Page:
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Mothers, literary moms we love & hate

Ma from Room by Emma Donoghue. Jack’s mother has been abducted, and held captive for seven years. Five-year-old Jack is her abductor’s child. Jack lives with Ma in Room, the only world he knows. Ma’s love for Jack is heart-breakingly beautiful as she raises him in the tiny space, making him strong enough to save them both. Available $16.99

Ruth Jamison from Fried Green Tomatoes at the Whistle Stop Cafe by Fannie Flagg. Ruth leaves her abusive husband, Frank, and sets up home with Idgie, where the two raise Buddy Junior, run a cafe, fight racial prejudice, and ultimately protect Buddy from his father. Available $7.99

Mrs. Lancaster from The Fault in Our Stars by John Green. Hazel’s mother adores her cancer-stricken daughter. She looks after her, trying to shied her as much as she can. She is always there. Available $12.99

Sophie Zawistowska from Sophie’s Choice by William Styron. Sophie, a Polish survivor of the Nazi death camps, is forced to decide which one of her children will live. She chooses her son, but she never finds out what happens to him. Her daughter, Eva is gassed at Auschwitz. Sophie survives to end up killing herself after the war. Available $7.99

Mrs. Bennet from Pride and Prejudice by Jane Austen. Mrs. Bennet is a terrible social climber. She is silly, irrational, frivolous, and ill-mannered. Her sole ambition is to marry her daughters to wealthy men. Available $7.99

Lila Wingo from The Prince of Tides by Pat Conroy. Lila and her children, Savannah and Tom, are raped by three escaped prisoners. The children’s elder brother comes home, and they manage to kill the men. Lila forces the children to bury the bodies and she makes them promise never to speak of what happened. Available $7.99

Marmee in 'Little Women' How about a nicer Margaret? Louisa May Alcott's classic Little Women is about four sisters coming into womanhood, and although they are the focus, Marmee is the stalwart guiding their way. Margaret March dispenses wisdom, compassion, and guidance with a quiet strength that has endeared her to generations of readers. Perhaps embodying the American ideal of womanhood (and thus motherhood) at the time, Marmee is memorable not just for her idyllic nature, but for how she set the role of motherhood for so many works to come. Available $10.99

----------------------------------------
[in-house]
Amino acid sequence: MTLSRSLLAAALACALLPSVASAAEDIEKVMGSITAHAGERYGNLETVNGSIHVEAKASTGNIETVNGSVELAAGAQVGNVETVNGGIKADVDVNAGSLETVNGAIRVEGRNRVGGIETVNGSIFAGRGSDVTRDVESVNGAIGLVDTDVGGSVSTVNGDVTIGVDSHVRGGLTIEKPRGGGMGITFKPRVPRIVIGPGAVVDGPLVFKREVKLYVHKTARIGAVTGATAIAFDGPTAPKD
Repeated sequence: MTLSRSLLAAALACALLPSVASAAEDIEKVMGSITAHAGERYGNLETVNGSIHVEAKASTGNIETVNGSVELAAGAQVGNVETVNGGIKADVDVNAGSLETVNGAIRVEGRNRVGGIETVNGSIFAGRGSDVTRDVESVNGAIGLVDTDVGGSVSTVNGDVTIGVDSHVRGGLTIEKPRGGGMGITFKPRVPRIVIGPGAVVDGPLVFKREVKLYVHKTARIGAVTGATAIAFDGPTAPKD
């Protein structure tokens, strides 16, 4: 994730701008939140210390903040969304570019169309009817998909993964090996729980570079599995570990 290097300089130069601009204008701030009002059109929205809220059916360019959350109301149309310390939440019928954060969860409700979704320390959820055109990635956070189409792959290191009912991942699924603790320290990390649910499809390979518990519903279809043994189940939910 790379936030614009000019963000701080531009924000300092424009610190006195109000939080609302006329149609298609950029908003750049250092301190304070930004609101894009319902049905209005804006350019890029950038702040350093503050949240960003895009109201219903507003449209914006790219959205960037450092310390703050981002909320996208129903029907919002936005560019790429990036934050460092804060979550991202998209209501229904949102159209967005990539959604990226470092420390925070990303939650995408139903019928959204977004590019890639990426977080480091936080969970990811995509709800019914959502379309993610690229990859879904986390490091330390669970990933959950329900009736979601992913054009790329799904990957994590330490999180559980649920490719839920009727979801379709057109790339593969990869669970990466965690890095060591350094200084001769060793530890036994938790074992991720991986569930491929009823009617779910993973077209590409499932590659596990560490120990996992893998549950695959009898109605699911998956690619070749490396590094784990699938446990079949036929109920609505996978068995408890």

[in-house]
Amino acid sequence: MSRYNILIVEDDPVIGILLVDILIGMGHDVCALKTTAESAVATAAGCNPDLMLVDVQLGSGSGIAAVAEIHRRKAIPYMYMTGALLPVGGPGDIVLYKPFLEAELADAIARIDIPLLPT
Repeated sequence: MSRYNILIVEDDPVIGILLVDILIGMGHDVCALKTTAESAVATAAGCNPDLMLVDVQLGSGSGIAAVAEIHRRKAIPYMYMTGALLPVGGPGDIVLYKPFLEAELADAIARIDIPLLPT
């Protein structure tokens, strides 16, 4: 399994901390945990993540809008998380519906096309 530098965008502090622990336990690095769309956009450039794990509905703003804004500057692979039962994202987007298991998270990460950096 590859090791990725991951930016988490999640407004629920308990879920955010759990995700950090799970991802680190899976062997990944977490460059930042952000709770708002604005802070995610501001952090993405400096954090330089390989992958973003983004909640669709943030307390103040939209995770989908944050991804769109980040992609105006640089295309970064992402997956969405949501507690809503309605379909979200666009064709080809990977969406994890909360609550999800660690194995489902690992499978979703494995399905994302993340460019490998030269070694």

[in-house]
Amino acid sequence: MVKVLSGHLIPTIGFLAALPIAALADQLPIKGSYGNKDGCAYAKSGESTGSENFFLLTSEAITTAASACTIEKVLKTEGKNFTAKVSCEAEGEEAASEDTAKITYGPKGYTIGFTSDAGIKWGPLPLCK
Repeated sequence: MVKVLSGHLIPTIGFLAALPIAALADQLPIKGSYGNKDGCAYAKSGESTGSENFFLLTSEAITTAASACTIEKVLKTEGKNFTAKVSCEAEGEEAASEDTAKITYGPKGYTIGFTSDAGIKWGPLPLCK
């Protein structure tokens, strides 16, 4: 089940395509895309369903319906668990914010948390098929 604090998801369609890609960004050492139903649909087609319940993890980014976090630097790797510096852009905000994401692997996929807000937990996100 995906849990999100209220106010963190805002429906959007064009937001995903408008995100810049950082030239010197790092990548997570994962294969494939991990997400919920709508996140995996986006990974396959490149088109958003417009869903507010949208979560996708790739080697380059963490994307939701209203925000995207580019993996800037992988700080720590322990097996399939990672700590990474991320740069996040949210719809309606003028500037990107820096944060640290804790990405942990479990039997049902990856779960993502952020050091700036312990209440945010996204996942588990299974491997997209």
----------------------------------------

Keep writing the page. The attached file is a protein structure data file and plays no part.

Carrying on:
Cersei Lannister in A Song of Ice and Fire. For a more recent option, George R.R. Martin’s famous series has several fascinating and memorable moms. We’ve got the Mother of Dragons, Ellaria Sand who raises assassins, and Catelyn Stark who’s a beautiful strong mother figure, but ultimately it’s Cersei Lannister who steals the show—at least when it comes to the memorability factor. I mean, how do you forget about a mom whose baby daddy is also her twin brother? (Shout out to Flowers in the Attic, whose mother could also have easily made this list.) And sure, incest makes Cersei memorable, but it’s her motivations that make her fascinating. She is greedy, selfish, and power-hungry, yes, but she is also complex and multi-faceted, especially when it comes to her children. Available $8.99

Ma Ingalls in 'Little House On The Prairie'. It seems that for every literary horror-show of a mom, there’s a dream mother to balance her. Caroline Lake Quiner Ingalls was the real-life inspiration for Ma Ingalls in the Little House on the Prairie books by Laura Ingalls Wilder. Ma is the epitome of the comforting mother, and another example of the American cultural ideal. She’s wise, patient, compassionate, optimistic, and the quintessential homemaker. You say 'ma,' and thousands of Americans will fill in "Ingalls." Available $16.99